Asia fixed income exchange-traded products have driven record inflows into the product class this year as investors seek income diversification to counter volatility and rock-bottom interest rates.
Overall $105 billion was channelled into all classes of ETPs in the first six months of 2012, a new high and a 16% year-on-year increase on $90.6 billion in the first half of 2011. The global ETP industry stood at $1.68 trillion in size as at June 30.
Of this inflow, fixed income ETPs accounted for $42 billion, or 40%, of net new assets – a 114% increase on the same period a year ago. The 32 locally listed fixed income ETPs in Asia Pacific have now reached $5.6 billion in AUM, a 21% year-on-year hike.
Janice Wu, managing director at State Street Global Advisors (SSgA), notes that global investors favour Asian fixed income ETPs due to the appreciation potential of local currencies and generally higher yields than developed markets.
According to an SSgA study, the annualised total return on Asian local currency bonds stands at 8% historically, of which currency returns contribute 2.6% and market returns 5.4%.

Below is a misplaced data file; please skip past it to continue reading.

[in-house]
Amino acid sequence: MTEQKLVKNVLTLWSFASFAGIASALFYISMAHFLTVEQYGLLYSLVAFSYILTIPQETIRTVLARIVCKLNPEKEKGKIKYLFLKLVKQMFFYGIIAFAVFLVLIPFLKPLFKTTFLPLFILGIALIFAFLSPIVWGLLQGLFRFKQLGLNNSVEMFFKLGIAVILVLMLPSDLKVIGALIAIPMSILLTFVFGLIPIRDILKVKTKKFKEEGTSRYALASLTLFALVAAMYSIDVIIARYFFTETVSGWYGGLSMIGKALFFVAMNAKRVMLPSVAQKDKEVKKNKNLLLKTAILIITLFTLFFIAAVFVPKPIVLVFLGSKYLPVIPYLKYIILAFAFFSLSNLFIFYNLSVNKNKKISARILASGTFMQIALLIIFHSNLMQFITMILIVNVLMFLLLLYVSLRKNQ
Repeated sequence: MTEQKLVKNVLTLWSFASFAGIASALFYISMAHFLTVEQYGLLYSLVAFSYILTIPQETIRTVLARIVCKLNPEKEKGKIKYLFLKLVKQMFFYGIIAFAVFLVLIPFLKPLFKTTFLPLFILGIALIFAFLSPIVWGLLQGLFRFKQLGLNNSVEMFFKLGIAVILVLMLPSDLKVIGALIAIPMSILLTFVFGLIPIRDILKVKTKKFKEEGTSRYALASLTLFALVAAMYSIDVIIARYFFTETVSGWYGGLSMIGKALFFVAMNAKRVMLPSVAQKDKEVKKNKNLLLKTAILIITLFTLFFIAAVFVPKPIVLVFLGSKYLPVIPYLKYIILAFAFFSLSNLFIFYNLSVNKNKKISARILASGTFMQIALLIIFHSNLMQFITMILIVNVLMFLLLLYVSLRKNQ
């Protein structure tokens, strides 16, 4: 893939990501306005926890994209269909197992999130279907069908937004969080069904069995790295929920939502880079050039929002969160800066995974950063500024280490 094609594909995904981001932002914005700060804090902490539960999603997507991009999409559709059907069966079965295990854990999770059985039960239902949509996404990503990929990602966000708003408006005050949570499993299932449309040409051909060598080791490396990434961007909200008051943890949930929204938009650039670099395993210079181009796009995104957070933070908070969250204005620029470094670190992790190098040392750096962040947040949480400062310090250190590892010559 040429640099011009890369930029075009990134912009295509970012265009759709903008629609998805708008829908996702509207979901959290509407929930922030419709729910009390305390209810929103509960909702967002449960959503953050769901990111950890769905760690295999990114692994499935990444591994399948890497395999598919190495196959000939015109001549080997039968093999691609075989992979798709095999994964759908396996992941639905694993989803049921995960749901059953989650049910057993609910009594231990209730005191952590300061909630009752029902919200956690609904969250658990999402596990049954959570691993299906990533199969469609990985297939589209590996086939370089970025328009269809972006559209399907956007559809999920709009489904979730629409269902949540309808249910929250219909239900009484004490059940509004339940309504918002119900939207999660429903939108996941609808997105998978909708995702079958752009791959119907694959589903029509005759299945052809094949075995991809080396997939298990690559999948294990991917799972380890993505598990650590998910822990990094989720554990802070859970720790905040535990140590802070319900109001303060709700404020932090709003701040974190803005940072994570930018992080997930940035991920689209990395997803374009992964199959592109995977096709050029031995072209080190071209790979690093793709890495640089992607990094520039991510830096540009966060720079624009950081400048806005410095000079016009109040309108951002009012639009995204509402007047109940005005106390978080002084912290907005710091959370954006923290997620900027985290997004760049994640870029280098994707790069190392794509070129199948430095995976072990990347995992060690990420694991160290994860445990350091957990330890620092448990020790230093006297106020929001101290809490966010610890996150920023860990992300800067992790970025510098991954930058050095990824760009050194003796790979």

Over the last decade Asian local currency bonds have offered the highest risk adjusted return (Sharpe Ratio 0.91) and relatively low beta to the S&P 500 (0.16) as against European government bonds, US Treasuries, emerging market equities and US equities, finds SSgA.
In terms of size and liquidity, Asian local currency paper has almost tripled over the past five years to about 8% of the world’s bond market, according to the Asian Development Bank.
Wu notes that while developed market bonds still make up the core of global investor holdings, increasingly Asian bonds are being seen as a key diversifier in terms of currency and regional exposure.
She also views a number of developed country sovereign bonds as overvalued. “US Treasuries are a safe haven now. However, while the price is going up the yields are very low. Investors who seek sources of income are shifting more towards Asia, diversifying away from potential risk from the ‘fiscal cliff’ in the US.”
As at 30 June, SSgA’s ABF Pan Asia Bond Index Fund (PAIF), the first Asian bond ETF, had achieved $3 billion in AUM. Its annualised total return since inception in June 2005 is 7.52%, and it had a total return of 4.68% for the past 12 months.
PAIF tracks the Markit iBoxx ABF Pan-Asia Index and is registered in Singapore and listed on both the Hong Kong and Tokyo Stock Exchanges. It invests in sovereign debt of China, Hong Kong, Indonesia, Korea, Malaysia, Philippines, Singapore and Thailand.
“Demand for exposure to fixed income assets has been a key theme for the past year and shows no sign of abating, as acceptance of the value of an indexed approach to fixed income investing gains increasing traction amongst investors,” Dodd Kittsley, global head of ETP research at BlackRock, commented earlier this month.